The Atlantic City casino industry last week was given the green light to resume offering indoor dining — at up to 25% of capacity — as well as alcohol service and smoking.
But the latter amenity soon went up in … well, smoke, in what appears to be a push by a lobbying effort that worked on Gov. Phil Murphy.
An executive order posted last Tuesday allowed for gamblers to partake in a cigarette as part of their experience: “After 6:00 a.m. on Friday, September 4, 2020, any retail, recreational, and entertainment business that is authorized to open its indoor premises to the public may allow the consumption of food, beverages, or smoking in those indoor premises, when otherwise permitted by State law.”
Atlantic City casinos have a limited degree of leeway in permitting smoking. And after the initial pushback, a spokesman for Murphy on Wednesday said that the executive order merely “reverts back to existing state law, which generally prohibits smoking in almost all indoor areas, including all indoor restaurants, with the exception of certain areas that are specified in statute, such as casino floors.”
But Murphy said that he might reconsider “if we can find a way to prove that health realities are worsened as it relates to COVID, in specific.” The COVID-19 pandemic led to the closure of Atlantic City casinos in mid-March until most of the facilities reopened on the July 4 weekend.
Smoking resumed … until it didn’t
Smoking resumed in the casinos at 6 a.m. on Friday — only to be reversed a few hours later.
“We have looked closely at the science and agree with the experts who have concluded that allowing smoking is too big a risk to take,” Murphy said on Friday.
The issue of smoking in casinos is complex in general — and even more complex in the COVID-19 era.
As with reopening of schools, indoor dining, and other decisions, the debate comes down to balancing health concerns with economic ones.
The city’s casinos lost $112 million in the second quarter of 2020, and banning smoking may keep some major players away, and thus lead to fewer employees being able to return to work.
But union representatives for table game dealers and other industry workers point out that there is some science that suggests that smokers may transmit droplets that increase the risk of contracting a virus that particularly can be harmful — or even fatal — to older casino workers.
That’s the dilemma that Murphy faces, and it may explain why he landed on both sides of the equation in the same week.
Smoking a potential carrot for out-of-state gamblers
The fact that neighboring New York and Delaware ban smoking inside casinos also cuts both ways.
On the one hand, that can tempt a governor to follow suit. On the other hand, it also means that Atlantic City offering smoking — in however limited a fashion — may lure gamblers from both states to spend their money on the Boardwalk or in the Marina District.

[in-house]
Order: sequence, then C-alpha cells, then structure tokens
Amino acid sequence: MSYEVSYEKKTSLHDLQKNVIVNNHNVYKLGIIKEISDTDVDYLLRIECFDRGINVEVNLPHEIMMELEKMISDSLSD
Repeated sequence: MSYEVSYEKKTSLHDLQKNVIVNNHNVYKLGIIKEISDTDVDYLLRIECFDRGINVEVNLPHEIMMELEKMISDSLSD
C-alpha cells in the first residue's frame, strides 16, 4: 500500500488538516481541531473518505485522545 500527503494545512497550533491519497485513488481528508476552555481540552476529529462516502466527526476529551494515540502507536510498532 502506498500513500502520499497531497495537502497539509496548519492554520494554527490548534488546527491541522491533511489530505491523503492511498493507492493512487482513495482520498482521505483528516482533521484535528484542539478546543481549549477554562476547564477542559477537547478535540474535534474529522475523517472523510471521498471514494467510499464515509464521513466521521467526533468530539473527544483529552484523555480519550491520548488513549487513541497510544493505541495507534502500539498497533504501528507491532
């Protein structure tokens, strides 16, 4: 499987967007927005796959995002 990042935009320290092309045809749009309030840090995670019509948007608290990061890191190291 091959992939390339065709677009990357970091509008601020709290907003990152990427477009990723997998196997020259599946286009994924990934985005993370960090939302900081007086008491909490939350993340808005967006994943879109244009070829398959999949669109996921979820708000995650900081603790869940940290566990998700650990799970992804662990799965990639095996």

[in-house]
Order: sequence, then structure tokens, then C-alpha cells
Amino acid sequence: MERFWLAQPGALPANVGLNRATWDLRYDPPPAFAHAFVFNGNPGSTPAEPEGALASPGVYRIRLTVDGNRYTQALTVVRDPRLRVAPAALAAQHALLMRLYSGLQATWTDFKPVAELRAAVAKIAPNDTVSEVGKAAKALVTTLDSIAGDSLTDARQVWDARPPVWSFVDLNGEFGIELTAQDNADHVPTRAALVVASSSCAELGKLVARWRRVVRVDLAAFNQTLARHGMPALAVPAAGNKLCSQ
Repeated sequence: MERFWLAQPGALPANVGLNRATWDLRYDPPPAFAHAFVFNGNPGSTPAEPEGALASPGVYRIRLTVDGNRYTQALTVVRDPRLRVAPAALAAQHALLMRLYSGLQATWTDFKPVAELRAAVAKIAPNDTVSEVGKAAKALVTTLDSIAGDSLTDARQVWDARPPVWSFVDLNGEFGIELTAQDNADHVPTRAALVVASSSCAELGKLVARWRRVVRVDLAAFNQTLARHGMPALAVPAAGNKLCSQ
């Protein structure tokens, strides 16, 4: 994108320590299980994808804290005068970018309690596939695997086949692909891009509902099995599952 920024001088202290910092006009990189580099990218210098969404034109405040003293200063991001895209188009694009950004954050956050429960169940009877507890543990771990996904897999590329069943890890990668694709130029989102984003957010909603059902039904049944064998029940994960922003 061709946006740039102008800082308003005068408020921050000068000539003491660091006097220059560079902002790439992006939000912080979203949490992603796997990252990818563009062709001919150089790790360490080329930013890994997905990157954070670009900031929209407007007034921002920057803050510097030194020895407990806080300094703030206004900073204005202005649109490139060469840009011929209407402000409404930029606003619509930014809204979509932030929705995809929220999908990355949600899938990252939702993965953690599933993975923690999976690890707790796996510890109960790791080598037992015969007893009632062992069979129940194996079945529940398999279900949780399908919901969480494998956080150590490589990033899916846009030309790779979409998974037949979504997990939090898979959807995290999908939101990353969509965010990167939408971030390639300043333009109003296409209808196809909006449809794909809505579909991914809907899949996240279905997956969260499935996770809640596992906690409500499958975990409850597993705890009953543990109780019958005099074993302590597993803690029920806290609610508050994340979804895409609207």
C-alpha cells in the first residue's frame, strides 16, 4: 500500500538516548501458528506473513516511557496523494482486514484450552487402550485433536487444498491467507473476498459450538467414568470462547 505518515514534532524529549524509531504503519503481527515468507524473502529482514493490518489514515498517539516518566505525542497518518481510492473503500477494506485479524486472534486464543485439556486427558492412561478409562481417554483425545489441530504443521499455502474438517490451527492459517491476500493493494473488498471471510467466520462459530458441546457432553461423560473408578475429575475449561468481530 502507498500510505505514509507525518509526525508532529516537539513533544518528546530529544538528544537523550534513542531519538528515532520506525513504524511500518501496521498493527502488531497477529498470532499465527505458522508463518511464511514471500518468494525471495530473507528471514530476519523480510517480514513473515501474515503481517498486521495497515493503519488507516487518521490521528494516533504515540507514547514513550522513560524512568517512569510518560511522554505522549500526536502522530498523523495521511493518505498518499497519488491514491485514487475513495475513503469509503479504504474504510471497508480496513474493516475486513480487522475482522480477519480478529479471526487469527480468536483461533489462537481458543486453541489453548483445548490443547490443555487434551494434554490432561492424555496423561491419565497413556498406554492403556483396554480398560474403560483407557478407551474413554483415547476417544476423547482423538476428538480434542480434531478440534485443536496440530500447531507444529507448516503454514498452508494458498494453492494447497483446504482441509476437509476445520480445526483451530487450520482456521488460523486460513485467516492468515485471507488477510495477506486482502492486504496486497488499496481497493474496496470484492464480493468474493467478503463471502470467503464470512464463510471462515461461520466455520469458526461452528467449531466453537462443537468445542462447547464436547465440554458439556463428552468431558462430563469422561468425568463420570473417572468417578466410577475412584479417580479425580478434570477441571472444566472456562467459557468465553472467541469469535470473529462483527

Attracting discretionary spending from outside state borders, as opposed to simply seeing such spending move from one in-state sector to another, is a gold standard for economists.
State Senator Joseph Vitale, D-Middlesex, led a push for a reversal of smoking in casinos — at least for the time being.
“The science and facts are clear, COVID-19 overwhelmingly spreads when we breathe,” Vitale said in a statement last week. “Second-hand smoke and vapor from electronic cigarettes are enough, but there is absolutely no reason to believe smoking would not also spread the coronavirus because there is simply no way to smoke and wear a face covering.
“The governor is well within his power to prohibit nearly anything in this state if it would prevent the further spread of the virus. He has played on the safe side with most reopenings and regulations, and that is why allowing smoking indoors is so baffling.”
Murphy also was slammed by a Monmouth County Republican for his initial stance.
“The administration is consistently hiding behind emergency powers lately until they apparently need to do a favor for … who the hell knows,” said Declan O’Scanlon in a statement. “When the governor relaxed the rules for eating indoors he also says that now you can smoke indoors at a casino. I don’t care what anyone thinks about smoking indoors at casinos in normal times — whatever your position might be — but the idea that the governor would allow this now during a pandemic is ludicrous.”
O’Scanlon also pointed out that Pennsylvania — which previously allowed smoking in its casinos — has banned smoking during the pandemic.
Murphy ultimately agreed with those joint sentiments.
Vitale, meanwhile, wants to extend the ban permanently.
“This temporary ban can serve as the perfect model for a permanent ban that protects the public and casino workers,” he said. “Permitting smoking in any indoor space is barbaric, and in the case of casinos, driven by money.”
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